In his latest paper, “Yemen: National Chaos, Local Order,” Peter Salisbury challenges much of the conventional wisdom regarding the Yemen civil war, including the focus of the U.N.-led mediation on two principal adversaries, namely the government of exiled President Abd Rabbu Mansour Hadi and the (now collapsed) alliance between the Houthis and deceased former President Ali Abdullah Saleh. Instead, Salisbury offers a remapping of key local and regional stakeholders and examines the prospects for peace, offering a new long-term approach to ending the crisis and engaging in state building and economic reconstruction.
AGSIW is pleased to host Peter Salisbury for a discussion of his paper and other issues impacting the continuing conflict in Yemen.
A light lunch will be served.
Watch live at 12:30 pm EST on Thursday January 18. Follow the conversation on Twitter: #YemenRemapped.
Peter Salisbury is a non-resident fellow at the Arab Gulf States Institute in Washington. He is also a senior consulting researcher at Chatham House’s Middle East and North Africa Programme. The former energy editor of the Middle East Economic Digest, Salisbury has worked as a journalist and analyst focused on political economy issues in the MENA region since 2008. He writes regularly for The Economist, Financial Times, and Foreign Policy among other publications and has worked as a consultant to the United Kingdom’s Department for International Development, the United Nations, and the World Bank. Between 2011 and 2013, he worked closely with the Yemen Forum at Chatham House on a series of research projects on the political economy of Yemen, which led to the publication of the Chatham House report, “Yemen: Corruption, Capital Flight and Global Drivers of Conflict.” Salisbury holds an MSc in international politics from the School of Oriental and African Studies at the University of London.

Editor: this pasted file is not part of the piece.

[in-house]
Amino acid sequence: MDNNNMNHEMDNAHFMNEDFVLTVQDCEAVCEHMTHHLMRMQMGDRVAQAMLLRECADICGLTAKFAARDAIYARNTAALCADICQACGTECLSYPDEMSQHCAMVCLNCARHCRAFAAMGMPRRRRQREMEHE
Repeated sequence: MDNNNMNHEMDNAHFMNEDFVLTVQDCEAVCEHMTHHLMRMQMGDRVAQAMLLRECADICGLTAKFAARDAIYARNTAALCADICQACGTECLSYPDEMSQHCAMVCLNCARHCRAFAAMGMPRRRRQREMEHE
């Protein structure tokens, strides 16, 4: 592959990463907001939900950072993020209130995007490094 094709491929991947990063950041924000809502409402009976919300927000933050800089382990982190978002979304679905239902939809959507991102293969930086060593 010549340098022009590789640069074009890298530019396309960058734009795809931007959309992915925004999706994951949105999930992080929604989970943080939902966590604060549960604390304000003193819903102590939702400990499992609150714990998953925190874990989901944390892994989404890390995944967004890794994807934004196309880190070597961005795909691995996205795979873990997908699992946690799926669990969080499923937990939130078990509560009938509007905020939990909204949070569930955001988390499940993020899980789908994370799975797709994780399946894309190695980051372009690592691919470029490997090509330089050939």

Ambassador Gerald M. Feierstein is director for Gulf affairs and government relations at the Middle East Institute. He retired from the U.S. Foreign Service in May 2016 after a 41-year career with the personal rank of career minister. As a diplomat, he served in nine overseas postings, including three tours of duty in Pakistan, as well as assignments in Saudi Arabia, Oman, Lebanon, Jerusalem, and Tunisia. In 2010, U.S. President Barack Obama appointed Feierstein as U.S. ambassador to Yemen, where he served until 2013. From 2013 until his retirement, he was principal deputy assistant secretary of state for Near Eastern Affairs at the U.S. Department of State.
Stephen A. Seche is the executive vice president of the Arab Gulf States Institute in Washington. He spent 35 years as a career U.S. foreign service officer. From 2011-13, he served as deputy assistant secretary in the Bureau of Near Eastern Affairs at the Department of State, with responsibility for U.S. relations with the GCC states and Yemen. He served as the U.S. ambassador to Yemen from 2007-10. At the U.S. Embassy in Damascus, Syria he served as chargé d’affaires and deputy chief of mission. He additionally served as counselor for public affairs and director of the American Cultural Center in Damascus. Seche also spent two years as director of the Office for Egypt and Levant Affairs at the Department of State in Washington, DC.